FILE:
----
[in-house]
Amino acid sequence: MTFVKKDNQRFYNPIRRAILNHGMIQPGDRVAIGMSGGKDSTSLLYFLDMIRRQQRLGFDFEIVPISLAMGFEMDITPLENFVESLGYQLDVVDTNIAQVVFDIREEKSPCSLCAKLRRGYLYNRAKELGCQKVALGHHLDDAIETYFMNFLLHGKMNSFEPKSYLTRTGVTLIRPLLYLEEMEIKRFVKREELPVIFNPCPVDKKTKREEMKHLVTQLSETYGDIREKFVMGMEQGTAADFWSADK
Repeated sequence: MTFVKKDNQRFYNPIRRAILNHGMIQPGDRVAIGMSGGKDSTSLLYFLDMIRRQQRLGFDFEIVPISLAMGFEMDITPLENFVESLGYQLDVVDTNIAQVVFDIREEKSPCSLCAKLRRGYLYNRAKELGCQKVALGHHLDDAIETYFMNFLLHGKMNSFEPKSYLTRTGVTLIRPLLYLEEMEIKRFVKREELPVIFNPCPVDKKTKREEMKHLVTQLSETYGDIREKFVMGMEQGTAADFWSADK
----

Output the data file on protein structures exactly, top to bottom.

[in-house]
Amino acid sequence: MTFVKKDNQRFYNPIRRAILNHGMIQPGDRVAIGMSGGKDSTSLLYFLDMIRRQQRLGFDFEIVPISLAMGFEMDITPLENFVESLGYQLDVVDTNIAQVVFDIREEKSPCSLCAKLRRGYLYNRAKELGCQKVALGHHLDDAIETYFMNFLLHGKMNSFEPKSYLTRTGVTLIRPLLYLEEMEIKRFVKREELPVIFNPCPVDKKTKREEMKHLVTQLSETYGDIREKFVMGMEQGTAADFWSADK
Repeated sequence: MTFVKKDNQRFYNPIRRAILNHGMIQPGDRVAIGMSGGKDSTSLLYFLDMIRRQQRLGFDFEIVPISLAMGFEMDITPLENFVESLGYQLDVVDTNIAQVVFDIREEKSPCSLCAKLRRGYLYNRAKELGCQKVALGHHLDDAIETYFMNFLLHGKMNSFEPKSYLTRTGVTLIRPLLYLEEMEIKRFVKREELPVIFNPCPVDKKTKREEMKHLVTQLSETYGDIREKFVMGMEQGTAADFWSADK